1 May 1994 Clustering and neural networks to categorize cotton trash
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Optical Engineering, 33(5), (1994). doi:10.1117/12.164326
Abstract
Cotton is currently graded on its color, leaf, and preparation. Individual component measurements for color and trash are currently reported along with the cotton grades. The cotton industry now requires a method to identify all types of trash in a sample. An image processing system, a test of feature invariance, and two preliminary pattern classification methods used to identify the types of trash in cotton samples are presented. In one approach, the classical grouping performed uses divisive hierarchical clustering based on a normalizecj Euclidian distance metric. Clustering classified 568 trash objects in the training data set with 92% accuracy into bark, stick, and leaf/pepper categories. An area cutoff in the pepper-leaf continuum could handle a separation between leaf and pepper. In the second approach, neural networks minimize identification error in a training data set. Using 75% of a 562 object data set for training, neural networks classified the remaining 134 trash objects into bark versus nonbark categories with a 99.3% accuracy (one piece of bark misidentified). Another network further classifies the nonbark objects into either stick or a combined leaf/pepper category with 96.4% accuracy. Combining both networks gives an accuracy of 96.3%.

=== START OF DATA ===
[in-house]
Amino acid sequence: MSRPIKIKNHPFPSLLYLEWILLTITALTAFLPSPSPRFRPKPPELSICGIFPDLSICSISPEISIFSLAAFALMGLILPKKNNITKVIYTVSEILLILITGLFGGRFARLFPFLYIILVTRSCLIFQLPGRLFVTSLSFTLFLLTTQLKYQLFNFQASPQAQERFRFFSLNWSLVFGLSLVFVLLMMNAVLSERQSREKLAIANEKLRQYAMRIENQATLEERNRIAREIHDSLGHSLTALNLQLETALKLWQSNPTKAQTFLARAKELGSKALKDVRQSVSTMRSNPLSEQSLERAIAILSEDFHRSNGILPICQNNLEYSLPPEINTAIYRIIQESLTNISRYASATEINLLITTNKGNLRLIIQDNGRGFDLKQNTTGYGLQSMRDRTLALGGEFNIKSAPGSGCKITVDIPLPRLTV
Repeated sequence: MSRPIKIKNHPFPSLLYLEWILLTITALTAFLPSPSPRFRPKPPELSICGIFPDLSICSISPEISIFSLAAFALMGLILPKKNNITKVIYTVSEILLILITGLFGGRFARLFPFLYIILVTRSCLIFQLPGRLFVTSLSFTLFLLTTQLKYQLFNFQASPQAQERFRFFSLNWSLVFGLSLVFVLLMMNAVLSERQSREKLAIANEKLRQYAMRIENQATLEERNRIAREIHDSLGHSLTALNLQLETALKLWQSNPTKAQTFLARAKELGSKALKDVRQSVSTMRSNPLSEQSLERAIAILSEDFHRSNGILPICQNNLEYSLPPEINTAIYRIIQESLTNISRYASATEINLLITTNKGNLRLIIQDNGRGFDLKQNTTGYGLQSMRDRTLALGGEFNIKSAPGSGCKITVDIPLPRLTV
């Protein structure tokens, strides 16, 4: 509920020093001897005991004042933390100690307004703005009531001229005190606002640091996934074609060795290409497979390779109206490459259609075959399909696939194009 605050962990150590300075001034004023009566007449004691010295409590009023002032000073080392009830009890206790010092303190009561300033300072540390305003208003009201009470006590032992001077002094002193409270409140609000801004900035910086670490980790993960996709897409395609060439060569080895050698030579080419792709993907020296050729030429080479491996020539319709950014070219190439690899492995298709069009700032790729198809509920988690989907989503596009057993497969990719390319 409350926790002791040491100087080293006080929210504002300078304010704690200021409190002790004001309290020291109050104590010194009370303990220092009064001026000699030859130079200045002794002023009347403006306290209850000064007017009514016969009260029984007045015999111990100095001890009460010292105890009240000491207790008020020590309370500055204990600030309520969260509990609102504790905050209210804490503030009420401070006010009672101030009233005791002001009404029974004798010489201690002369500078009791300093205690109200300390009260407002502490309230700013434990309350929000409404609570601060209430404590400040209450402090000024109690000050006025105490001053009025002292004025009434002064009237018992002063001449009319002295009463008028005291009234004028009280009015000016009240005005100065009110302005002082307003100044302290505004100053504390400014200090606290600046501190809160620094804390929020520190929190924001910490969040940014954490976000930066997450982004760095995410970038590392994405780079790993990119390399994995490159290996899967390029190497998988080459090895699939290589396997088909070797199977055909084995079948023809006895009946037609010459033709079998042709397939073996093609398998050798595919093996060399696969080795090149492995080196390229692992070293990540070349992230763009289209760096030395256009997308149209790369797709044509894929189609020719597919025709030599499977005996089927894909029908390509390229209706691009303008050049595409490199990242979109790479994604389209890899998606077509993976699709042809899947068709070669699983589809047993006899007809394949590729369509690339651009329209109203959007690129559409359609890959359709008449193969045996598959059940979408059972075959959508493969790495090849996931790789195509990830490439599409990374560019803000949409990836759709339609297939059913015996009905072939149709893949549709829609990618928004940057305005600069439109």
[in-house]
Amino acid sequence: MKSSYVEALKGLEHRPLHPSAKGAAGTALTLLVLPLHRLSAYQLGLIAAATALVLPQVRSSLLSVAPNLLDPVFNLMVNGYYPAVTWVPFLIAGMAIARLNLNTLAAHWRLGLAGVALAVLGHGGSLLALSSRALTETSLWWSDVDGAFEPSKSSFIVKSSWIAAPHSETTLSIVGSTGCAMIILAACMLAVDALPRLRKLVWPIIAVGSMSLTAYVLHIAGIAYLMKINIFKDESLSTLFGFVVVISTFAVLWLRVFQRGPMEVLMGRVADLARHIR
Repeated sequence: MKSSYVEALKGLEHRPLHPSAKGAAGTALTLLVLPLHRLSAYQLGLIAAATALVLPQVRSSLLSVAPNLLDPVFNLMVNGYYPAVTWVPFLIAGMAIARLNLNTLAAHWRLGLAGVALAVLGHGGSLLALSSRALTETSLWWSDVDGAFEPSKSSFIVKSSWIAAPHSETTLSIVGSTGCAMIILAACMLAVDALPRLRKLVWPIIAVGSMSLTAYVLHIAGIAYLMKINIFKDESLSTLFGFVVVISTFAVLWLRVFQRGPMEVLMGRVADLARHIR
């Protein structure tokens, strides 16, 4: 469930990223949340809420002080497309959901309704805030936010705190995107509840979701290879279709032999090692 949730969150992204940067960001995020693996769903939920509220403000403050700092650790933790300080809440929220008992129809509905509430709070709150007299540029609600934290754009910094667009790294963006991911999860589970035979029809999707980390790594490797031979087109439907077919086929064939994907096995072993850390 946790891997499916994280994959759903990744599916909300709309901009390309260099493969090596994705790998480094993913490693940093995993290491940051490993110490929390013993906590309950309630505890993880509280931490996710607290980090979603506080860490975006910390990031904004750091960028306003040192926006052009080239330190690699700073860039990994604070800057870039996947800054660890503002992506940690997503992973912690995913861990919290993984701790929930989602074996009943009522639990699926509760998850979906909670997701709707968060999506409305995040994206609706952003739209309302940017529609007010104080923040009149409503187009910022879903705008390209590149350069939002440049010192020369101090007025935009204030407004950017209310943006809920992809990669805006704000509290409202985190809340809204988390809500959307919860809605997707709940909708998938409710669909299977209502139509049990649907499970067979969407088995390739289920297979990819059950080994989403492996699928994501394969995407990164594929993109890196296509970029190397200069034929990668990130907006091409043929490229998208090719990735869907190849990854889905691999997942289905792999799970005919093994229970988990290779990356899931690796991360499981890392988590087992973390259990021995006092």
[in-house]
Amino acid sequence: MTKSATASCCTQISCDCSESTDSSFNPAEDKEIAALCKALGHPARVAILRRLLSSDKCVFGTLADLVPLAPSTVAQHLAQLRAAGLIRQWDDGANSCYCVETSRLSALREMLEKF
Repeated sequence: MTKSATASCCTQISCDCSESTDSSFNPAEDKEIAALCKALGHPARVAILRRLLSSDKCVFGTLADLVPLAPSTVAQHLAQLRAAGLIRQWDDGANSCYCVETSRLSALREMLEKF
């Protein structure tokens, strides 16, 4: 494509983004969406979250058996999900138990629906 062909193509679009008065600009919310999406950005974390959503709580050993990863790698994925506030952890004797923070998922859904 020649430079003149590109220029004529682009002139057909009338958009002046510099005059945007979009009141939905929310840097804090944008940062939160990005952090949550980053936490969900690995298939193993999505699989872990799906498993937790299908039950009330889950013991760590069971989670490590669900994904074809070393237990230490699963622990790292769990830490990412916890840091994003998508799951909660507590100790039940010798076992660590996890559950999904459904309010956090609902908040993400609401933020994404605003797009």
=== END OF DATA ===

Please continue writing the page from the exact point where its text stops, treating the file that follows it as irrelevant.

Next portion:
Michael A. Lieberman, Rajendra B. Patil, "Clustering and neural networks to categorize cotton trash," Optical Engineering 33(5), (1 May 1994). https://doi.org/10.1117/12.164326
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